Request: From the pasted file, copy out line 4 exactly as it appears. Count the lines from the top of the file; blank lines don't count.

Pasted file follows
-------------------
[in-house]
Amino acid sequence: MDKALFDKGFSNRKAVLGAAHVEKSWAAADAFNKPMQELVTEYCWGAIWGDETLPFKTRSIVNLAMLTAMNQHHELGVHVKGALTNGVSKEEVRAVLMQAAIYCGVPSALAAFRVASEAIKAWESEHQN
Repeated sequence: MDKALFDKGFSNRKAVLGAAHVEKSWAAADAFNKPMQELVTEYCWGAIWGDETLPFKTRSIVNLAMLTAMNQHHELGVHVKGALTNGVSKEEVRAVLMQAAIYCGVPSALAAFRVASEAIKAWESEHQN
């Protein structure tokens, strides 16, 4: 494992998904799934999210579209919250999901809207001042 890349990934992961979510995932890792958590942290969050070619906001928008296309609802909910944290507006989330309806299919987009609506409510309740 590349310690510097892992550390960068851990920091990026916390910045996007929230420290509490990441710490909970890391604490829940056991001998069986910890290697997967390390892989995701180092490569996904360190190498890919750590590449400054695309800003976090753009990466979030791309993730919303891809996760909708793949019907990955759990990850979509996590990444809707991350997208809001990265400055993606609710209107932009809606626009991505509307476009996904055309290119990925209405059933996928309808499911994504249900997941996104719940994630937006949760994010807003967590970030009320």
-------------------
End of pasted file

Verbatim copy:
């Protein structure tokens, strides 16, 4: 494992998904799934999210579209919250999901809207001042 890349990934992961979510995932890792958590942290969050070619906001928008296309609802909910944290507006989330309806299919987009609506409510309740 590349310690510097892992550390960068851990920091990026916390910045996007929230420290509490990441710490909970890391604490829940056991001998069986910890290697997967390390892989995701180092490569996904360190190498890919750590590449400054695309800003976090753009990466979030791309993730919303891809996760909708793949019907990955759990990850979509996590990444809707991350997208809001990265400055993606609710209107932009809606626009991505509307476009996904055309290119990925209405059933996928309808499911994504249900997941996104719940994630937006949760994010807003967590970030009320």